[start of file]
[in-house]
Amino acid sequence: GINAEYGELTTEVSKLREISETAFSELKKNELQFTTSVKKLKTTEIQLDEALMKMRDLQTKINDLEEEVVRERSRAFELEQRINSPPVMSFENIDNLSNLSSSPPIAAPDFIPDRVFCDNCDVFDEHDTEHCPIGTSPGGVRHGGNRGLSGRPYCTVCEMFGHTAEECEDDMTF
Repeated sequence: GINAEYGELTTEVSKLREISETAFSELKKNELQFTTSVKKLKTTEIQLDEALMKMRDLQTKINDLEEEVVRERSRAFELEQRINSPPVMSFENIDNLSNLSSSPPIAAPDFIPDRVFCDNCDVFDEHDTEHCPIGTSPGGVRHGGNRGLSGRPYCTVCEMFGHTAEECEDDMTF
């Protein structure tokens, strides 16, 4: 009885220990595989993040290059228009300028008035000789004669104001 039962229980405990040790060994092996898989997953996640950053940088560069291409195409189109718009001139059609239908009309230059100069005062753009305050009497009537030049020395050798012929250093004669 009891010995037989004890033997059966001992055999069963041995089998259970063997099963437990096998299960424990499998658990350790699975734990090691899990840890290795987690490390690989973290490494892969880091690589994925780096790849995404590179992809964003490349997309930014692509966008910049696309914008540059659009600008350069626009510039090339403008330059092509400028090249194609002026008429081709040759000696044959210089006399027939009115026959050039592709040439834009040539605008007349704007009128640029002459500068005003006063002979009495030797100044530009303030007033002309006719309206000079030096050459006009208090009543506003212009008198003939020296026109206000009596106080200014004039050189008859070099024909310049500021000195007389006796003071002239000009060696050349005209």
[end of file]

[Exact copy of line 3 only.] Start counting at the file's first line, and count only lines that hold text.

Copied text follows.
Repeated sequence: GINAEYGELTTEVSKLREISETAFSELKKNELQFTTSVKKLKTTEIQLDEALMKMRDLQTKINDLEEEVVRERSRAFELEQRINSPPVMSFENIDNLSNLSSSPPIAAPDFIPDRVFCDNCDVFDEHDTEHCPIGTSPGGVRHGGNRGLSGRPYCTVCEMFGHTAEECEDDMTF